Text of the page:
Strong, dependable branding relies on transparency

Just as each of the products you create are based on trials and experience, learning from failures, the incredible art of kintsugi, of not hiding ‘mistakes’ but seeing them merely as part of the process; getting the tone for your branding exactly spot on is not an instant process.

It takes spending time together with your writers, designers and artists, preferably together, in order to create something that truly reflects the essence of your values, goals and motivations. It’s about taking the very best version of you and injecting it with just a touch of caricature to give a story to your prospective customers, or those already existing, in order for them to feel an emotional connection.

Emotions themselves are, of course, complicated, divergent and duplicitous, just as language can be. Creating an excellent brand starts with transparency; which engenders trust. By transparency, one of the interesting aspects I mean is to talk about your processes. People love a story, and real stories follow the true arc of intrigue and understanding, with elements of drama through crises. These crises make us human and overcoming them makes us stronger. Keeping regular contact with the public, through blogging, social media, newsletters and whatever form of contact you are using seems daunting to some companies.

How will I make a story? Some wonder.

But being a strong brand really just means connecting with people. Getting their emotions involved. Make stories from the rises and the falls of your week. Today we were experimenting with new paper and the print wouldn’t stick properly, so it smudged. Yesterday I hand wrote 70 letters, but the wind blew them into the garden and the dog chased the like leaves. these small failures happen to all of us every day and help to establish connections.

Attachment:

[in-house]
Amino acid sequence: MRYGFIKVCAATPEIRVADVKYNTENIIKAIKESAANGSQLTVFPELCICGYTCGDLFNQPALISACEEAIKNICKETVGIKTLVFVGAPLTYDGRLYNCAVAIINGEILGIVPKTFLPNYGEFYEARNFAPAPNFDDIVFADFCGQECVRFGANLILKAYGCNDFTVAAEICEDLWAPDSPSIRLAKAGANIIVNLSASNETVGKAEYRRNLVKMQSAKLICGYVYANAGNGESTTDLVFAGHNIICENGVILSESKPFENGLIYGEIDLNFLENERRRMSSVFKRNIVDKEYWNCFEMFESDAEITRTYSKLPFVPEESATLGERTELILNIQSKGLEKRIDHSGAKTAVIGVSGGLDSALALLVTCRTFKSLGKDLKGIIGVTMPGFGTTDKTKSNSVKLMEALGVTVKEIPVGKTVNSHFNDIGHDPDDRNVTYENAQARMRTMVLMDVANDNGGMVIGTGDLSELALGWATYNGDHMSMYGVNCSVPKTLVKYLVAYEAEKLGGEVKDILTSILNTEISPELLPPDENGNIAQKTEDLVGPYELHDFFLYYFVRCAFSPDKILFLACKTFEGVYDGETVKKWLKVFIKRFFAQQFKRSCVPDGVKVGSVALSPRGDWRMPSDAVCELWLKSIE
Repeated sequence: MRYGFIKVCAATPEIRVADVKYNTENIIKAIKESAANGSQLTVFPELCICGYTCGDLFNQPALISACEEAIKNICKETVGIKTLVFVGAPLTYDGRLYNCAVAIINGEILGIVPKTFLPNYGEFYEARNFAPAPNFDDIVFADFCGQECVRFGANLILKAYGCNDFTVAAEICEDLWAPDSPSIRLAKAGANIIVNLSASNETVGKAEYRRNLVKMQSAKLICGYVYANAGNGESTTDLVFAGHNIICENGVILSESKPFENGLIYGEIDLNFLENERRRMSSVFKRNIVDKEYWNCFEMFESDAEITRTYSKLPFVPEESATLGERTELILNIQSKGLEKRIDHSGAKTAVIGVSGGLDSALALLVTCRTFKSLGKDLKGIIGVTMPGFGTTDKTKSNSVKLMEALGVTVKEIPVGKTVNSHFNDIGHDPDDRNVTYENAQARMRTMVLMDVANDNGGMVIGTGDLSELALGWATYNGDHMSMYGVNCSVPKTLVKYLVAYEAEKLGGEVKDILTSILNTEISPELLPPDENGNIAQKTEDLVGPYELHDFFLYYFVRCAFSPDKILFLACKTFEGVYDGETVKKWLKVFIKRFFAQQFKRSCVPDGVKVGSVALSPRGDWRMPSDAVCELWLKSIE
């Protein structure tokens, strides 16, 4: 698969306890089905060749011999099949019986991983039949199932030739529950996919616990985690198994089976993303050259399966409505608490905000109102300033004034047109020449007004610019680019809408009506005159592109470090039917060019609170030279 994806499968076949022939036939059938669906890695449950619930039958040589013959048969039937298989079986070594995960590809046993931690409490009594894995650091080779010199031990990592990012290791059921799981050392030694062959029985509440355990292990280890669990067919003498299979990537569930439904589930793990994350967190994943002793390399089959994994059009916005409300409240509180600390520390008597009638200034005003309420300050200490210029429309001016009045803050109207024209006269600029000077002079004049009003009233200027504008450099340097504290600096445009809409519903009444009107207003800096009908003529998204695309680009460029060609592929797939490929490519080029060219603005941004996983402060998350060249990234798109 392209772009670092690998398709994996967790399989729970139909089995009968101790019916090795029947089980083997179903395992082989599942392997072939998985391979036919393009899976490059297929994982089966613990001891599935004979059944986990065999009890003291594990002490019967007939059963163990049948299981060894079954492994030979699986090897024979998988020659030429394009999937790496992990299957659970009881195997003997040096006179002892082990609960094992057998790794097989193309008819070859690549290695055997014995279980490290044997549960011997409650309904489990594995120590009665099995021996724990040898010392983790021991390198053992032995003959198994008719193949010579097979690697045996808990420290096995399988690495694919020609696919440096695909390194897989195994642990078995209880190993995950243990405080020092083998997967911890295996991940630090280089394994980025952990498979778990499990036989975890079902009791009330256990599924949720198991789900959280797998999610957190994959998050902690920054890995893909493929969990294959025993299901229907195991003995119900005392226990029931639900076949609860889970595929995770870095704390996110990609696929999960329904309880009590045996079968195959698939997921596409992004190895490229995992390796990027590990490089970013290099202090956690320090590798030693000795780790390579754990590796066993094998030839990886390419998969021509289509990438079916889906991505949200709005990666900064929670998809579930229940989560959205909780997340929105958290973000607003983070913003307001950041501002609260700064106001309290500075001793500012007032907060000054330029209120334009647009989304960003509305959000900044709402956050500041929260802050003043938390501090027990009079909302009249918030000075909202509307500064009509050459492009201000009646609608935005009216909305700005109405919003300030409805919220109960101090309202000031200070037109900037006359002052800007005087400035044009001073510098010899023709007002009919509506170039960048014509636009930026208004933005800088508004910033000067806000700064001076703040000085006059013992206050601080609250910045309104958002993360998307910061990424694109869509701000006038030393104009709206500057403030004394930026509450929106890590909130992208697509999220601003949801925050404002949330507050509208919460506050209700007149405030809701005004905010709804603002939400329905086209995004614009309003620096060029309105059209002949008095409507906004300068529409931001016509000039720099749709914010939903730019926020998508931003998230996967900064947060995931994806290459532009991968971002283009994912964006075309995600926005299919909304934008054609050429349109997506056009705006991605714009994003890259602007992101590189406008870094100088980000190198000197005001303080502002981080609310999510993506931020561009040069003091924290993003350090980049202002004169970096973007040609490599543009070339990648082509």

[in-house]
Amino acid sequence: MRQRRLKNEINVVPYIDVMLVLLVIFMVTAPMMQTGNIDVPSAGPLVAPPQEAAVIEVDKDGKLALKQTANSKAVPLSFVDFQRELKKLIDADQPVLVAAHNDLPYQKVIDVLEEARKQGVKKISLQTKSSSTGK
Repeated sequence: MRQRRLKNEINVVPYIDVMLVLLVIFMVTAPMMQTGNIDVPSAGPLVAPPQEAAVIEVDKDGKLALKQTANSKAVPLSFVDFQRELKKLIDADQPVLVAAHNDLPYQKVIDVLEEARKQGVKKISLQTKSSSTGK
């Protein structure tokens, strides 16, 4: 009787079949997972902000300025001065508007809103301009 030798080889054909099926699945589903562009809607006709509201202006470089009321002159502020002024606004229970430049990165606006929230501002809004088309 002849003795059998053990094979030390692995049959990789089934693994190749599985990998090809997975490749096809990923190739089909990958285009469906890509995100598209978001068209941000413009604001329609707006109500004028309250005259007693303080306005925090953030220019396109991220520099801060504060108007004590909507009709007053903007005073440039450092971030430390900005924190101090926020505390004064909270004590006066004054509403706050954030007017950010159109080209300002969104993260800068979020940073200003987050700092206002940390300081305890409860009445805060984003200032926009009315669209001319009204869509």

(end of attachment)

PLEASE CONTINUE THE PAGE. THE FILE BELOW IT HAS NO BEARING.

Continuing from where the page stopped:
brand evokes emotions

Great communications create imagery

People also invest emotion in something driven by senses; experiences they can relate to. If walking through the grounds of a Sicilian holiday cottage becomes the scent of fresh lemons, and sunshine and July’s searing heat; most people can relate to some of that imagery. And some will result in craving that very experience.

Others might hate lemons.

But that’s OK too because you can’t keep all people happy all of the time.

Like building up great relationships in real life, building a brand people trust doesn’t happen overnight. It happens through consistent storytelling, revealing information that demonstrates our failures and celebrates our successes. It happens with commitment, patience and humility.

To arrange a free consultancy regarding your branding and tone of voice, please call me today. But don’t expect it to take 5 minutes! 07729263818

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Website content

Confessions of an accidental business woman #1